10,000 BC

Roger & Me (1989)
"The story of a rebel and his mike."
Director Michael Moore pursues GM CEO Roger Smith to confront him about the harm he did to Flint, Michigan with his massive downsizing.
Michael Moore Himself
James Blanchard Himself
James Bond Himself
Pat Boone Himself
Rhonda Britton Herself ('Pets or Meat')
Anita Bryant Herself
Karen Edgely Herself
Bob Eubanks Himself
Ben Hamper Himself
Dinona Jackson Herself
Timothy Jackson Himself
Tom Kay Himself
Ted Koppel Himself (archive footage)
Correy Lennox High School Student
Brian MacDonald Video Tour Guide
Kaye Lani Rae Rafko Herself (Miss America)
Dan Rather Himself (archive footage)
Janet K. Rauch Herself - Amway Lady
Ronald Reagan Himself (archive footage)
Fred Ross Himself (eviction deputy)
Barbara Schroeder Herself - Reporter
Robert Schuller Himself (archive footage)
George Sells Himself (local TV news anchor)
Roger B. Smith Himself
Guy Williams Zorro
Steve Wilson Himself
Sue Zelenko Herself
Richard Earl Sawdon Spot welder (uncredited)
Producer: Michael Moore
Writer: Michael Moore
Adulterated by Moore's Self-Indulgence
I rented Roger and Me with the highest of expectations. Seeing that it was ranked by Siskel and Ebert in the top 3 of all films during the year of 1989, I figured it must've been quite a potent and well-done documentary. Unfortunately, it just couldn't live up to expectations, due to some problems I have with what I saw of Michael Moore.

The scenes displaying the grandeur of Flint during Moore's childhood contrast very effectively with the shots of Flint that show the decadence of the city because of the massive layoff. It is almost difficult to watch, as the viewer sees just what pathetic lengths Flint will go to to try to elevate its position in the world and re-instore morale into its people. Attempts to make Flint a major tourist attraction flop miserably, and soon the city is forced to resort to exploiting a new prison's opening by offering couples a chance to "spend a night in jail" for only $100. Residents, meanwhile, are forced to do whatever they can to keep from getting evicted. One woman has a sign in front of her house offering to sell rabbits as "pets or meat", and unfortunately the actual skinning of a rabbit is shown along with the cramped and terrible situations the rabbits live in. The way Flint reacts to being named the "worst city in the nation" to live in by Money magazine is notably humorous, as residents burn magazines of the paper and use pathetic means of support to convince themselves it certainly isn't true. A lot of humor is present in such scenes, but it is the bittersweetness that is touching and powerful.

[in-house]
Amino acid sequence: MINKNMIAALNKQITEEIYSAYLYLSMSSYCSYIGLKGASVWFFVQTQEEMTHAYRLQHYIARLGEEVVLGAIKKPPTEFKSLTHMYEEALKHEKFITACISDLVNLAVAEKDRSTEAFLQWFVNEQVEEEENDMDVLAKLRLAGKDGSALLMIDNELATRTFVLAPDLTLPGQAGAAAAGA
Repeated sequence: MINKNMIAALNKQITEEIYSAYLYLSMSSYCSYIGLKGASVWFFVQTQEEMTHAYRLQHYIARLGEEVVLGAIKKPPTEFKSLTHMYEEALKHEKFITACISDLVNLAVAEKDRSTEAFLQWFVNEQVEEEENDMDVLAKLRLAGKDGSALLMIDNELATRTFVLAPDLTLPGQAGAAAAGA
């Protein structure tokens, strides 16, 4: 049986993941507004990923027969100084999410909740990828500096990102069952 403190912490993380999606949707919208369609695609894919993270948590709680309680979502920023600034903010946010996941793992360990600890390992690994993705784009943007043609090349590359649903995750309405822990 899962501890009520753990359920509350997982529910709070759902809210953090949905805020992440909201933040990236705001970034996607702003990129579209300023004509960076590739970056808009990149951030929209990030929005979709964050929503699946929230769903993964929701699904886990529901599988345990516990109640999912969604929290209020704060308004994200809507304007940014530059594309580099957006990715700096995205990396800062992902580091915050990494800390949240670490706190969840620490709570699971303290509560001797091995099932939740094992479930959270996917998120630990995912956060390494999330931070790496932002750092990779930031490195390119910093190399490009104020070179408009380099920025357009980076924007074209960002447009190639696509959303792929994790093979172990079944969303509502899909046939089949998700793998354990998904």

While truly the tragedy of the Flint situation is conveyed well through such ways, it is tainted by Michael Moore. His views regarding the situation in Flint can best be characterized as "sardonic". He appears to have little compassion for the situation, and this made me speculate that he is only making a documentary to exploit such a filmmable world he lives in. He constantly shows the "bad guys", whether it be uptight Athletic Club directors, elderly wealthy women, or Roger Smith itself. There is literally no point to this, other than to make these people scapegoats for a tragic situation. Moore even further tries to make himself seem like some sort of moral hero in front of these people, as he asks them pompously what they think about Flint's condition. I felt worst for Ms. Michigan. His treatment of her was quite cruel, as it was clear she didn't really know the depths of decadence Flint had sank to. He portrays her as being stupid and uncaring, yet she merely is the average citizen(I doubt she lived in Flint since she was Ms. Michigan and seemed unfamiliar with the city..if I didn't know about the GM situation back then, how was she?) Moore's voiceovers even further taint the documentary, as he wastes time talking about meaningless nonsense instead of showing more scenes about the conditions the people of Flint had to contend with. We're not allowed to think for ourselves, even though I'm sure we'd come up with a lot of the same conclusions.

While powerful and effective in showing Flint's situation, I just can't give this my full endorsement because of Moore's apparent selfishness. I hope I am wrong concerning my views about him, but I just didn't see any evidence to the contrary. My apologies, sir, if I am incorrect. The film otherwise is great, and it is stunning that Moore was able to record such telling interviews from both sides of the Flint tragedy.

Rating: 7/10, recommended

User credit 1:1001 movies you must see before you die
User credit 2:804
Storage device:Divx 5
Imdb rating: 7.5
Running time: 91 min
Subtitles: Svenska
Audio tracks: Stereo [English]
Everything else:
Last modified: 2008-02-17 06:34:51